United States lawmakers have rescheduled a hearing to question America's "most-hated" chief executive Martin Shkreli, who has goaded Congress on Twitter and started a potential feud with rapper Ghostface Killah.
The blizzard which ravaged the north-east of the U.S over the weekend meant Shkreli's hearing before The House Committee on Oversight and Government Reform was rescheduled for February.
The hearing will examine exorbitant drug price increases by Shkreli's former company, Turing Pharmaceuticals, and other drugmakers.
The new date increases the likelihood that Shkreli will be forced to attend.
Shkreli has become the public face of corporate greed after his company Turing hiked the price of Daraprim, the only approved drug for a rare and sometimes deadly parasitic infection, by 5,000 per cent.
Since then, Shkreli has been deluged with criticism from patients, politicians and the media, with some labeling him the "most hated man in America."
• 'Pharma bro' Shkreli responds to a subpoena with sarcastic tweets
• Price-hiking pharma exec Martin Shkreli gets House subpoena
• Lawmaker blasts Shkreli over subpoena response
• World's 'most hated CEO' arrested
Lawmakers subpoenaed Shkreli, who often taunts his critics over Twitter, earlier this month as part of a months-long probe into drug pricing.
But his lawyer has requested he be excused from attending the congressional hearing, since the terms of his bail forbid him from leaving New York.
Last month, the 32-year-old former hedge fund manager was charged with securities fraud and conspiracy related to another pharmaceutical company he previously ran called Retrophin. Shkreli pleaded not guilty and was released on $5 million bail. He resigned as CEO of Turing.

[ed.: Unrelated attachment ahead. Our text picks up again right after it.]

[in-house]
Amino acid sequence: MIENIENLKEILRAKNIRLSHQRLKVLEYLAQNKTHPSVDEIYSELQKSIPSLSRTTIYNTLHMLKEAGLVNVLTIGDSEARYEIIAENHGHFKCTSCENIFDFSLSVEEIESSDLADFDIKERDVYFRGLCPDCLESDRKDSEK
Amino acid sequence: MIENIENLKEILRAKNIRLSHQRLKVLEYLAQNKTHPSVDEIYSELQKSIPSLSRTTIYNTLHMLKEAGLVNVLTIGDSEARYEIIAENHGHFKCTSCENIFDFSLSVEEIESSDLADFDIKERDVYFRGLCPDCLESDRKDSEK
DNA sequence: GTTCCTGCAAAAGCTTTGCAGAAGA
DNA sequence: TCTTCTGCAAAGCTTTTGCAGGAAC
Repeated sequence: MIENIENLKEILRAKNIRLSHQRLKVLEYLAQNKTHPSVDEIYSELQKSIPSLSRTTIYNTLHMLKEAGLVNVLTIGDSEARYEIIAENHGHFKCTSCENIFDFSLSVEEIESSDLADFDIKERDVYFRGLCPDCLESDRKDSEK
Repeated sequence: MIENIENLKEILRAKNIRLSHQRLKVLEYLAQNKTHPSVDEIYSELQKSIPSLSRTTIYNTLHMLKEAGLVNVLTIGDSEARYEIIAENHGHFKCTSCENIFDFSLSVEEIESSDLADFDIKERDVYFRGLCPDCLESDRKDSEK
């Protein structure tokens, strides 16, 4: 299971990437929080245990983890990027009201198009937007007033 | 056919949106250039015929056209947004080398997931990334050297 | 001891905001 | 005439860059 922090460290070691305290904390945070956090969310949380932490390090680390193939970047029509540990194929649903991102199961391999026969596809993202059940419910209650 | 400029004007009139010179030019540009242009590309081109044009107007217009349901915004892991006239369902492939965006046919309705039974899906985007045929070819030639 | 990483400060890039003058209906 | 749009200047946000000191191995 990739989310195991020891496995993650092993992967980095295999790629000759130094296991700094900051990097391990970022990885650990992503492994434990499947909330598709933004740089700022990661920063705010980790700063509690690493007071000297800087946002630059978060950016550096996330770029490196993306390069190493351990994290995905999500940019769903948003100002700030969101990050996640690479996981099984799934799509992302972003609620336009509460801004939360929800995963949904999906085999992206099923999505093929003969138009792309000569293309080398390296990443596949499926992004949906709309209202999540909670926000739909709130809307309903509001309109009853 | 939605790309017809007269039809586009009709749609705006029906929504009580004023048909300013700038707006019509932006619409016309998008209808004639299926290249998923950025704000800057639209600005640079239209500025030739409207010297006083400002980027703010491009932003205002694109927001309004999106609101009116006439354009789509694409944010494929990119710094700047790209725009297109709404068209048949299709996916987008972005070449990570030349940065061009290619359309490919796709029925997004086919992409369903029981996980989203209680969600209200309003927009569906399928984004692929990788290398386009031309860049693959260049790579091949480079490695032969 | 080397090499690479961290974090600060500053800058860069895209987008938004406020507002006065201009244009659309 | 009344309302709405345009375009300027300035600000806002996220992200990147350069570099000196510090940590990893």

Shkreli has already intimated he will invoke his 5th amendment rights to refuse to answer questions:
"You want me to go to DC to just say 'I plead the 5th'? For your entertainment?," he tweeted last Friday.
Shkreli has also responded on the social media platform to comments from rapper and member of hip-hop group Wu-Tang Clan Ghostface Killah, who disapproves of his drug-price strategy.
Ghostface last week said he thought Shkreli - who paid US$2 million for the only copy of a new Wu-Tang album Once Upon a Time in Shaolin - should release that record for public consumption.
"Ghost mad that Shaolin outsold his last 5 albums...dude's a non-profit rapper," Shkreli tweeted.
Ghost mad that Shaolin outsold his last 5 albums... dude's a non-profit rapper. Calls himself ironman, but sounds rusty AF @GhostfaceKillah— Martin Shkreli (@MartinShkreli) January 22, 2016
Wu-Tang Clan member Masta Killa told the Herald in an interview that he hadn't heard the finished version of Once Upon a Time in Shaolin and didn't know much about Shkreli.
"From trying to create a sense of value back to the music, I understand why it was marketed the way it was.
"I thank him for loving hip-hop and loving Wu-Tang enough to purchase the album, I really respect that... I don't know too much about him - I'd like to meet him so we can maybe listen to it together. "